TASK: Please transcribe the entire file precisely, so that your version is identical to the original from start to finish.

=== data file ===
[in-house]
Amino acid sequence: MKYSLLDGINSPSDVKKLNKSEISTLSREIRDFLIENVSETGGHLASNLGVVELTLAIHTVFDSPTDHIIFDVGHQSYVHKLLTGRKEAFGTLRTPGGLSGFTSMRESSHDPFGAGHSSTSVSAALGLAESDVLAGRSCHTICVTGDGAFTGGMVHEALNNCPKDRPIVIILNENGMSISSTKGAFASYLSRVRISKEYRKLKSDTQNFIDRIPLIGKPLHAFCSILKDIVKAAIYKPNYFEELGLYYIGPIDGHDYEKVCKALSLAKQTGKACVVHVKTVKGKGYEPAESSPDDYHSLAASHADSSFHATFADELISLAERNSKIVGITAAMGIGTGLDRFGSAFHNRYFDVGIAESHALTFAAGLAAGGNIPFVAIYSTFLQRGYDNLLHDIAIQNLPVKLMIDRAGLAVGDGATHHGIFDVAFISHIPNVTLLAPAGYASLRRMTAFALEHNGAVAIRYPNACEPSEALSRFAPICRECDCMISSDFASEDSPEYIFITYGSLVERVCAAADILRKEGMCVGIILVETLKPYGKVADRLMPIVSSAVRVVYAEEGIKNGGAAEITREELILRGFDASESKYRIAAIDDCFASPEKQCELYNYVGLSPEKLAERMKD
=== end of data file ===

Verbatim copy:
[in-house]
Amino acid sequence: MKYSLLDGINSPSDVKKLNKSEISTLSREIRDFLIENVSETGGHLASNLGVVELTLAIHTVFDSPTDHIIFDVGHQSYVHKLLTGRKEAFGTLRTPGGLSGFTSMRESSHDPFGAGHSSTSVSAALGLAESDVLAGRSCHTICVTGDGAFTGGMVHEALNNCPKDRPIVIILNENGMSISSTKGAFASYLSRVRISKEYRKLKSDTQNFIDRIPLIGKPLHAFCSILKDIVKAAIYKPNYFEELGLYYIGPIDGHDYEKVCKALSLAKQTGKACVVHVKTVKGKGYEPAESSPDDYHSLAASHADSSFHATFADELISLAERNSKIVGITAAMGIGTGLDRFGSAFHNRYFDVGIAESHALTFAAGLAAGGNIPFVAIYSTFLQRGYDNLLHDIAIQNLPVKLMIDRAGLAVGDGATHHGIFDVAFISHIPNVTLLAPAGYASLRRMTAFALEHNGAVAIRYPNACEPSEALSRFAPICRECDCMISSDFASEDSPEYIFITYGSLVERVCAAADILRKEGMCVGIILVETLKPYGKVADRLMPIVSSAVRVVYAEEGIKNGGAAEITREELILRGFDASESKYRIAAIDDCFASPEKQCELYNYVGLSPEKLAERMKD